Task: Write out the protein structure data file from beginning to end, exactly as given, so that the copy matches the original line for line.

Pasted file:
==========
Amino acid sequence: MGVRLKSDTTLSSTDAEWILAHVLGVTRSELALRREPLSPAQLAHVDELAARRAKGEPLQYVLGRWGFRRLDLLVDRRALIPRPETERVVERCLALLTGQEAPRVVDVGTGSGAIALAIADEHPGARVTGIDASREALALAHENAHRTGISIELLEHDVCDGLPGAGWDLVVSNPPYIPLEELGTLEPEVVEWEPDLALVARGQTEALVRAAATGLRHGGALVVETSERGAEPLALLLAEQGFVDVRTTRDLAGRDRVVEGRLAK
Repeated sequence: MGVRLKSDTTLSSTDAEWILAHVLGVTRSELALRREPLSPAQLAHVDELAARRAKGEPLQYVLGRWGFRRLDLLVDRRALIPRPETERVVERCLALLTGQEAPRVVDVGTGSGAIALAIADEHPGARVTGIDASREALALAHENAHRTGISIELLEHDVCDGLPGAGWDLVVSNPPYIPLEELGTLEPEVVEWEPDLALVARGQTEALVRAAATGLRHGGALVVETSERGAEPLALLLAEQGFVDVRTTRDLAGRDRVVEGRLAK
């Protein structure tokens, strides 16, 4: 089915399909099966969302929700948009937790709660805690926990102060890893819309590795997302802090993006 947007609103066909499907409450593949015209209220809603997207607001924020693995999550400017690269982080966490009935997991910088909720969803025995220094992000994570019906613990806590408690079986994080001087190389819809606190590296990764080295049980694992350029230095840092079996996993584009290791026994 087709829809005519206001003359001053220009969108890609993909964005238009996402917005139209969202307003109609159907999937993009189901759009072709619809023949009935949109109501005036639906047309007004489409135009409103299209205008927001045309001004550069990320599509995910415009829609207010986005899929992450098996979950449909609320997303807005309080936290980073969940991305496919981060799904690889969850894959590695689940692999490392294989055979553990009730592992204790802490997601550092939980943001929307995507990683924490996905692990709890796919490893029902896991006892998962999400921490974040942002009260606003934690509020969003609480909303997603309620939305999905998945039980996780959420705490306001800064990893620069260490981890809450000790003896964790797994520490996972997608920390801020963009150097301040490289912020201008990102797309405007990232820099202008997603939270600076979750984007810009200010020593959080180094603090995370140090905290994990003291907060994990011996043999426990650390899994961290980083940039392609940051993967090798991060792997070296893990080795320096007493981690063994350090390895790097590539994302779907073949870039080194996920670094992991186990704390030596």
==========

Amino acid sequence: MGVRLKSDTTLSSTDAEWILAHVLGVTRSELALRREPLSPAQLAHVDELAARRAKGEPLQYVLGRWGFRRLDLLVDRRALIPRPETERVVERCLALLTGQEAPRVVDVGTGSGAIALAIADEHPGARVTGIDASREALALAHENAHRTGISIELLEHDVCDGLPGAGWDLVVSNPPYIPLEELGTLEPEVVEWEPDLALVARGQTEALVRAAATGLRHGGALVVETSERGAEPLALLLAEQGFVDVRTTRDLAGRDRVVEGRLAK
Repeated sequence: MGVRLKSDTTLSSTDAEWILAHVLGVTRSELALRREPLSPAQLAHVDELAARRAKGEPLQYVLGRWGFRRLDLLVDRRALIPRPETERVVERCLALLTGQEAPRVVDVGTGSGAIALAIADEHPGARVTGIDASREALALAHENAHRTGISIELLEHDVCDGLPGAGWDLVVSNPPYIPLEELGTLEPEVVEWEPDLALVARGQTEALVRAAATGLRHGGALVVETSERGAEPLALLLAEQGFVDVRTTRDLAGRDRVVEGRLAK
């Protein structure tokens, strides 16, 4: 089915399909099966969302929700948009937790709660805690926990102060890893819309590795997302802090993006 947007609103066909499907409450593949015209209220809603997207607001924020693995999550400017690269982080966490009935997991910088909720969803025995220094992000994570019906613990806590408690079986994080001087190389819809606190590296990764080295049980694992350029230095840092079996996993584009290791026994 087709829809005519206001003359001053220009969108890609993909964005238009996402917005139209969202307003109609159907999937993009189901759009072709619809023949009935949109109501005036639906047309007004489409135009409103299209205008927001045309001004550069990320599509995910415009829609207010986005899929992450098996979950449909609320997303807005309080936290980073969940991305496919981060799904690889969850894959590695689940692999490392294989055979553990009730592992204790802490997601550092939980943001929307995507990683924490996905692990709890796919490893029902896991006892998962999400921490974040942002009260606003934690509020969003609480909303997603309620939305999905998945039980996780959420705490306001800064990893620069260490981890809450000790003896964790797994520490996972997608920390801020963009150097301040490289912020201008990102797309405007990232820099202008997603939270600076979750984007810009200010020593959080180094603090995370140090905290994990003291907060994990011996043999426990650390899994961290980083940039392609940051993967090798991060792997070296893990080795320096007493981690063994350090390895790097590539994302779907073949870039080194996920670094992991186990704390030596």